• Pumpkin seeds
  • Almonds
  • Spinach
  • Cashews
  • Peanuts
  • Dark chocolate
  • Coffee.

Another advantage of boosting your magnesium levels (whether via dietary changes or nutritional supplements) is it can reduce your risk of developing type 2 diabetes. So it’s always worth being aware of your magnesium levels.

Sources of Omega-3 acid (salmon, shrimps, Omega-3 pills)

Omega 3

Your body can’t produce omega 3, so you need to get it from food or supplements. It’s a fatty acid crucial for allowing your body to function at maximum capability. As a fatty acid, the best source of omega 3 is in oily fish, such as salmon, mackerel, pilchards and trout. It’s a great supplement if you’re not eating enough fish, especially for your heart health. 

Omega 3 can prevent blood clots and improve oxygen production. It protects the cardiovascular system and helps to soothe swollen joints ideal for personal trainers! If you’re a vegan who avoids fish, then omega 3 is also found in some oils, such as linseed oil and flaxseed oil, as well as in some green and leafy vegetables and seeds and nuts. Foods like eggs and some frozen fish products have omega 3 added to them artificially.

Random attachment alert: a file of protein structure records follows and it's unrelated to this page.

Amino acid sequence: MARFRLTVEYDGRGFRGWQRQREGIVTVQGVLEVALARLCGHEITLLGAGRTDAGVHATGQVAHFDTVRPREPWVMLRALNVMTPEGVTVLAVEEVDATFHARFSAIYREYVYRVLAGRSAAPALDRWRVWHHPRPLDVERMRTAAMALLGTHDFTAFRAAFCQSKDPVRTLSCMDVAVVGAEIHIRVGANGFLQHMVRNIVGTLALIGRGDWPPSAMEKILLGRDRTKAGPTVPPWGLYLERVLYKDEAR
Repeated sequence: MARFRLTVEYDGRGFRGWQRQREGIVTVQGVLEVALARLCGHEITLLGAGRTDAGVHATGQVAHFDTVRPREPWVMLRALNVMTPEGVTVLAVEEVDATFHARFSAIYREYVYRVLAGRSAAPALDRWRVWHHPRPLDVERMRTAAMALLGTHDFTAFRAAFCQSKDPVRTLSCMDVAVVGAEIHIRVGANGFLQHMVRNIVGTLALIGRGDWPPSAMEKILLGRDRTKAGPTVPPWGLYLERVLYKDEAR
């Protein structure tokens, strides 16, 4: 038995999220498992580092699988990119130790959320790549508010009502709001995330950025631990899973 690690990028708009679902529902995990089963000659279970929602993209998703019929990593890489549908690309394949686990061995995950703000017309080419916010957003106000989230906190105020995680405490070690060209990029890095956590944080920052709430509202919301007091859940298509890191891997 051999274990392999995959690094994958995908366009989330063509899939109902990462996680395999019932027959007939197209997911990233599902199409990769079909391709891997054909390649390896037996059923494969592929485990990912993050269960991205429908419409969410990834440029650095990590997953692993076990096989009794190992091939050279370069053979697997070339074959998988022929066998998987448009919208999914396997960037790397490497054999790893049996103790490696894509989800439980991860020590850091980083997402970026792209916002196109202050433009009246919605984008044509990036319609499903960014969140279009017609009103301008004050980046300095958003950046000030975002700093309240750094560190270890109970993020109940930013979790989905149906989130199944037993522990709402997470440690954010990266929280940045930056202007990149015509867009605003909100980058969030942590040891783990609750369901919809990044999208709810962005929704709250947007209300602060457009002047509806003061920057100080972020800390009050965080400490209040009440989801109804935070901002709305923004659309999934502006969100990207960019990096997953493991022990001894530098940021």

Personal Trainers and Nutrition

Want to find out more about nutrition as a personal trainer? Take our Level 3 Nutrition for Sport & Exercise course. There’s no better way to develop a better understanding of the subject. Taking the course will also make it easier to help your clients meet their health goals through more balanced meal planning, and it looks great on your personal trainer CV.

Of course, a balanced diet is the better option to ensure you get all of the nutrition your body needs. That can be more challenging if you have dietary restrictions, but there are always options. Nutritional supplements for personal trainers can help boost your necessary nutrients, but these should only be used when you need the fuel. 

It can be hard to stick to a balanced diet when running your own business as a personal trainer. That’s where nutritional supplements come in. Use them wisely, and your performance levels will only improve.

If you’re interested in signing up for our Level 3 Nutrition for Sport & Exercise, contact the team at The Fitness Group today. We can talk you through your options and even advise you on the financial support available.